William Robert Luckow,

City of Minneapolis,

Filed May 19, 1998
Crippen, Judge
Concurring specially, Lansing, Judge

Hennepin County District Court
File No. 9613847

Jeffrey R. Anderson, Barbara J. Felt, Reinhardt and Anderson, E-1000 First National Bank Building, 332 Minnesota Street, St. Paul, MN 55101 (for appellant)

Michael S. Kreidler, Leo I. Brisbois, Stich, Angell, Kreidler, Brownson & Ballou, P.A., Suite 120, The Crossings, 250 Second Avenue South, Minneapolis, MN 55401-2122 (for respondent Luckow)

Jay M. Heffern, City Attorney, James A. Moore, Assistant City Attorney, 300 Metropolitan Centre, 333 South Seventh Street, Minneapolis, MN 55402-2453 (for respondent City of Minneapolis)

Considered and decided by Crippen, Presiding Judge, Lansing, Judge, and Peterson, Judge.


1. The six-year statute of limitations for claims on an injury caused by sexual abuse commences to run when the abuse ends, absent a legal or mental disability that would prevent a reasonable person in the same situation as the victim from knowing that the sexual abuse occurred.

2. Although infancy constitutes a legal disability preventing pursuit of a sexual abuse claim, the extension of the statute of limitations for this disability terminates by law one year after the disability ceases.



Based on injuries caused by sexual abuse, appellant J.J. commenced this action when he was 24 years old; six years and four days after the abuse ended. In a summary judgment that we affirm, the trial court determined that the statute of limitation expired before appellant brought this action and rejected appellant's contention that he had reason for failing to know he had been sexually abused until he was confronted about the abuse one week after it ended.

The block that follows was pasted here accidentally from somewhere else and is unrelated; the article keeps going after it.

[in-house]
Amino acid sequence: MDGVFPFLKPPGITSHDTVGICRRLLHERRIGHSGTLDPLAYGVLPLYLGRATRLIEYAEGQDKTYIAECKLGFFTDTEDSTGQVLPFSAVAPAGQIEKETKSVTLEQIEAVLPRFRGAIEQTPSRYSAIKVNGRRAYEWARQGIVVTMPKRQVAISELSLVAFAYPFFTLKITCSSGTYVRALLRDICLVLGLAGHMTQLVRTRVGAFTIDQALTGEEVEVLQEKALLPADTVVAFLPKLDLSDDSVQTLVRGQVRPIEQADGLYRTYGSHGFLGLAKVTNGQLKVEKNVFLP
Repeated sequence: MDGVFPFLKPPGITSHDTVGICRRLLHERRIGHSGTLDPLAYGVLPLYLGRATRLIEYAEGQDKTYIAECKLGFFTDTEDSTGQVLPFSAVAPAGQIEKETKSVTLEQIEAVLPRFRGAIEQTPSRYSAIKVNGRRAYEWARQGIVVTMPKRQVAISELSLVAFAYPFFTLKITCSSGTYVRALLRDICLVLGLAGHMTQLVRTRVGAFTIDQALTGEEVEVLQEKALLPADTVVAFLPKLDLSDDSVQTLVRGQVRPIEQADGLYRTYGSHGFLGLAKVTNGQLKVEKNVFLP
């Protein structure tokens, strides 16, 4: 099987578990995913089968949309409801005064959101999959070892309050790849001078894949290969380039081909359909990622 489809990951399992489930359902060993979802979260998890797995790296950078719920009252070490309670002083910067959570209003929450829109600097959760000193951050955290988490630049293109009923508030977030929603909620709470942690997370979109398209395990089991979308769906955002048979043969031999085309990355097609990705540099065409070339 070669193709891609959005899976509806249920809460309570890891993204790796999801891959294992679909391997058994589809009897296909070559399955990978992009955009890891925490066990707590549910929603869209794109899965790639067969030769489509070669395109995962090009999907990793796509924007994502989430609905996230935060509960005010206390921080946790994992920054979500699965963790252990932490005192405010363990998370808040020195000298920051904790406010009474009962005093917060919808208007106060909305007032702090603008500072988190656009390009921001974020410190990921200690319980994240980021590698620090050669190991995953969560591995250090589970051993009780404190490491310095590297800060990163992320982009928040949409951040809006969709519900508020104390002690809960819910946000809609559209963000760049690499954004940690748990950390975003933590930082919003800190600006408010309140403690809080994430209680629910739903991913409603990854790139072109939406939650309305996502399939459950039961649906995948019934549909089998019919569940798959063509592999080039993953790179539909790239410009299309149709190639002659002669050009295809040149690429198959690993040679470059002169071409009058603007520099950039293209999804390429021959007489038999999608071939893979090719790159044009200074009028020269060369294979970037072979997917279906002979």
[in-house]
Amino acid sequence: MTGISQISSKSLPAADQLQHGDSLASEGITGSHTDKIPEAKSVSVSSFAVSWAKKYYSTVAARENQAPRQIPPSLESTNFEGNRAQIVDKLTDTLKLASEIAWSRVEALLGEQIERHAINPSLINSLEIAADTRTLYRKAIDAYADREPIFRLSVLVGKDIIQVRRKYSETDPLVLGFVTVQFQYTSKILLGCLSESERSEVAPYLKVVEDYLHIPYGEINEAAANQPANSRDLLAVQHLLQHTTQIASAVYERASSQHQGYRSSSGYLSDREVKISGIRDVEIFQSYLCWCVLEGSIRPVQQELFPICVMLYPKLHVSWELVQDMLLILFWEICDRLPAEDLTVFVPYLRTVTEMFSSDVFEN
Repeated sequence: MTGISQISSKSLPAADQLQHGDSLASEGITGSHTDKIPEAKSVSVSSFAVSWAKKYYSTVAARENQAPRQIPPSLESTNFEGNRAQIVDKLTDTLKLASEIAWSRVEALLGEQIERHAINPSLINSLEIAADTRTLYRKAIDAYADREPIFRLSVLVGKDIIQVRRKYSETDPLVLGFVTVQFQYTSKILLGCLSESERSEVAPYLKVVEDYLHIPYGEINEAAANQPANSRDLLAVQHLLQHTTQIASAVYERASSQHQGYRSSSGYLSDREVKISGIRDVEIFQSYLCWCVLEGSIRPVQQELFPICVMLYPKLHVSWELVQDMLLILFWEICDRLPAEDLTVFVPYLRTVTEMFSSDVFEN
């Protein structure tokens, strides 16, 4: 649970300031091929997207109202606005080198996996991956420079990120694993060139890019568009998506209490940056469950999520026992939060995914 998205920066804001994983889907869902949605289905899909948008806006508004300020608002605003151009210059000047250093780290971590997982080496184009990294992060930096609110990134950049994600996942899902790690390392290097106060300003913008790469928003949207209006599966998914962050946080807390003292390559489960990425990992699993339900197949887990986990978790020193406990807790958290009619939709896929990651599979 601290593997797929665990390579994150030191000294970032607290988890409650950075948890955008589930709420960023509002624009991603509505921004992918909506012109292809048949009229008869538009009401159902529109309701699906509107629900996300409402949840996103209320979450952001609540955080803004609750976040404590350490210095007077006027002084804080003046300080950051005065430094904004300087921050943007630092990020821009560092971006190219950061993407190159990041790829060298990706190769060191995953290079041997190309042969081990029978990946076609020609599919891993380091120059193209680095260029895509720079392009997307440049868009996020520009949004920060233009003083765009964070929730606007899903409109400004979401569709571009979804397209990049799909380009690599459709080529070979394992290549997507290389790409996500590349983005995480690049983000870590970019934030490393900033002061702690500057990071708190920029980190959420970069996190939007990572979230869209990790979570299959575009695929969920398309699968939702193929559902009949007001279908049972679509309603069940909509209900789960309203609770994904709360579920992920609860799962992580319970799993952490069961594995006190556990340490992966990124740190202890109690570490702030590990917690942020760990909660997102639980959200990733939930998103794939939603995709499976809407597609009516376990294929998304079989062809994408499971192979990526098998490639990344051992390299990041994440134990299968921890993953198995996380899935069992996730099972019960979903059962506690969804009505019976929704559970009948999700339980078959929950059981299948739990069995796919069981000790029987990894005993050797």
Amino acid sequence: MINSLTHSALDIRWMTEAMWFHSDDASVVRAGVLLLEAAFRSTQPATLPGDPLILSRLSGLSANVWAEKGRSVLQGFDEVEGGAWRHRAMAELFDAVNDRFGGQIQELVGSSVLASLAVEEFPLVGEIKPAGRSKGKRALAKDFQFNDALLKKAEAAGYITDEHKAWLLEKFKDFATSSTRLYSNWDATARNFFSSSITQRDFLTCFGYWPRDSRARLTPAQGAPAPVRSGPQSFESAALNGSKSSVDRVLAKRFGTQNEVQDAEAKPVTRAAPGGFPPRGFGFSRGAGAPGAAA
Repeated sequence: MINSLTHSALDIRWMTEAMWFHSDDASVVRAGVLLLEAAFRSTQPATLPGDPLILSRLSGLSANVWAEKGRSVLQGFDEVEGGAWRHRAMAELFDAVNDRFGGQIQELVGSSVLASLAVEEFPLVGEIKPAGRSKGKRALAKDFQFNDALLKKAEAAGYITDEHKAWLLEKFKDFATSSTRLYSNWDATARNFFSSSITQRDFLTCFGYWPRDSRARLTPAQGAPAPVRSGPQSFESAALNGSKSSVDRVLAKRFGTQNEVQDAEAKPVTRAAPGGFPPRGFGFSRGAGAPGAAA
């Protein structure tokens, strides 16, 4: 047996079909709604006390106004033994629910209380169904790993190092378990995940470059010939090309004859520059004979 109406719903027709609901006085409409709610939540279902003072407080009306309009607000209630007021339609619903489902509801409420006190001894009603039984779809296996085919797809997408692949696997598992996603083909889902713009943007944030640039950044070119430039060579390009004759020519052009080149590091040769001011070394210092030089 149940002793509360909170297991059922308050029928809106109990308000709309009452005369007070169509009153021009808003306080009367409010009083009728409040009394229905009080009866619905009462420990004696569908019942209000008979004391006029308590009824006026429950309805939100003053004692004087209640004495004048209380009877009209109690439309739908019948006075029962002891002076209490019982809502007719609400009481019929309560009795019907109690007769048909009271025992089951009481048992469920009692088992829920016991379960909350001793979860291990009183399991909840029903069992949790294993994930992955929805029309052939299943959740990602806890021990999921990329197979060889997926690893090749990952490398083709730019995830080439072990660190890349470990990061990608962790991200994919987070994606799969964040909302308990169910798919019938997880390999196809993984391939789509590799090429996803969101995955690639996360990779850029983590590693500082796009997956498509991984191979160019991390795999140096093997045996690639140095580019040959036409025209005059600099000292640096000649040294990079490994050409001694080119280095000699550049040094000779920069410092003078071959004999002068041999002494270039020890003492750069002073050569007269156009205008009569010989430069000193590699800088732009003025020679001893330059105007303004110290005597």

The evidence indicates that respondent Luckow sexually abused appellant during several years ending on August 24, 1989, 40 days after appellant turned age 18. Until appellant was questioned six days later about his relationship with Luckow, no one else was aware of the abuse. The two became acquainted through appellant's father, who had been Luckow's partner in the Minneapolis Police Department.

Appellant commenced this action on August 28, 1995. Noting that appellant did not claim to have repressed his memories of the abuse, the trial court found that at all pertinent times appellant “recalled and understood the details of the abuse.” The court concluded that “[a] reasonable person in [appellant's] situation should have known that he had been abused” prior to August 24, 1989.


1. Did the trial court err in finding that the statute of limitations ran on August 24, 1995?

2. Did appellant's infancy disability prior to July 15, 1989 extend the period of limitation beyond August 24, 1995?



Generally, the date on which victims of sexual abuse know or have reason to know that they have been abused involves a factual determination and is a question for the trier of fact. W.J.L. v. Bugge, 573 N.W.2d 677, 680. (Minn. 1998) (citing Wittmer v. Ruegemer, 419 N.W.2d 493, 498 (Minn. 1988)). But where the “pleadings, depositions, answers to interrogatories, and admissions on file, together with the affidavits, if any, show that there is no genuine issue as to any material fact” and as a matter of law either party is entitled to judgment, summary judgment is appropriate. Id. (quoting Minn. R. Civ. P. 56.03). While the moving party must show that no issues of material fact exist, the nonmoving party may avoid summary judgment by presenting specific facts showing that there is a genuine issue for trial. Id. (noting that the nonmoving party cannot rely on allegations in the pleadings or speculate on evidence that might be produced at trial).